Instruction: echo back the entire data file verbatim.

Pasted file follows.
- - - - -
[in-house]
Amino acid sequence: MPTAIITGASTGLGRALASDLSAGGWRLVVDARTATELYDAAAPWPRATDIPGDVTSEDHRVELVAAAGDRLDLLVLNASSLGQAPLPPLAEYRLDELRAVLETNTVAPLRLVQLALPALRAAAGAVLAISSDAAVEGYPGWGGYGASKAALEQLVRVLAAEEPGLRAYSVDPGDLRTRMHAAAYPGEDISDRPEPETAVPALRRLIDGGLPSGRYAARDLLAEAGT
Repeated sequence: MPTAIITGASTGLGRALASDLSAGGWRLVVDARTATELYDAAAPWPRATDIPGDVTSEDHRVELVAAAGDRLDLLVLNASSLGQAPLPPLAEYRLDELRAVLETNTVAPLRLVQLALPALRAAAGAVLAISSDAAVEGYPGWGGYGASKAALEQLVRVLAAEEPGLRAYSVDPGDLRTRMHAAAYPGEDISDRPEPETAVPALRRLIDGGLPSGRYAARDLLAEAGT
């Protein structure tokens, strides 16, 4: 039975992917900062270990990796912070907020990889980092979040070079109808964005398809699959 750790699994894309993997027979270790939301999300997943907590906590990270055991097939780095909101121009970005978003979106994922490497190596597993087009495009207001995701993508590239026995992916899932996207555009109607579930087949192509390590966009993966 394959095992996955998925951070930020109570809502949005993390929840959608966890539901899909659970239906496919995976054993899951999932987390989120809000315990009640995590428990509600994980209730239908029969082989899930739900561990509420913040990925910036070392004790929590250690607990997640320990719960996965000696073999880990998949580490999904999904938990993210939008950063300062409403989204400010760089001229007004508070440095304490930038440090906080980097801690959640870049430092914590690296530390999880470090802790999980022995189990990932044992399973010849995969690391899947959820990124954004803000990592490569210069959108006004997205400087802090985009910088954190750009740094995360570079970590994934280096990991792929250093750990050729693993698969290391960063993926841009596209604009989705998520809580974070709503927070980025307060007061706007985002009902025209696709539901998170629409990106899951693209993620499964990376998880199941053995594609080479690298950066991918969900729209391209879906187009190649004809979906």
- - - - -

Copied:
[in-house]
Amino acid sequence: MPTAIITGASTGLGRALASDLSAGGWRLVVDARTATELYDAAAPWPRATDIPGDVTSEDHRVELVAAAGDRLDLLVLNASSLGQAPLPPLAEYRLDELRAVLETNTVAPLRLVQLALPALRAAAGAVLAISSDAAVEGYPGWGGYGASKAALEQLVRVLAAEEPGLRAYSVDPGDLRTRMHAAAYPGEDISDRPEPETAVPALRRLIDGGLPSGRYAARDLLAEAGT
Repeated sequence: MPTAIITGASTGLGRALASDLSAGGWRLVVDARTATELYDAAAPWPRATDIPGDVTSEDHRVELVAAAGDRLDLLVLNASSLGQAPLPPLAEYRLDELRAVLETNTVAPLRLVQLALPALRAAAGAVLAISSDAAVEGYPGWGGYGASKAALEQLVRVLAAEEPGLRAYSVDPGDLRTRMHAAAYPGEDISDRPEPETAVPALRRLIDGGLPSGRYAARDLLAEAGT
């Protein structure tokens, strides 16, 4: 039975992917900062270990990796912070907020990889980092979040070079109808964005398809699959 750790699994894309993997027979270790939301999300997943907590906590990270055991097939780095909101121009970005978003979106994922490497190596597993087009495009207001995701993508590239026995992916899932996207555009109607579930087949192509390590966009993966 394959095992996955998925951070930020109570809502949005993390929840959608966890539901899909659970239906496919995976054993899951999932987390989120809000315990009640995590428990509600994980209730239908029969082989899930739900561990509420913040990925910036070392004790929590250690607990997640320990719960996965000696073999880990998949580490999904999904938990993210939008950063300062409403989204400010760089001229007004508070440095304490930038440090906080980097801690959640870049430092914590690296530390999880470090802790999980022995189990990932044992399973010849995969690391899947959820990124954004803000990592490569210069959108006004997205400087802090985009910088954190750009740094995360570079970590994934280096990991792929250093750990050729693993698969290391960063993926841009596209604009989705998520809580974070709503927070980025307060007061706007985002009902025209696709539901998170629409990106899951693209993620499964990376998880199941053995594609080479690298950066991918969900729209391209879906187009190649004809979906």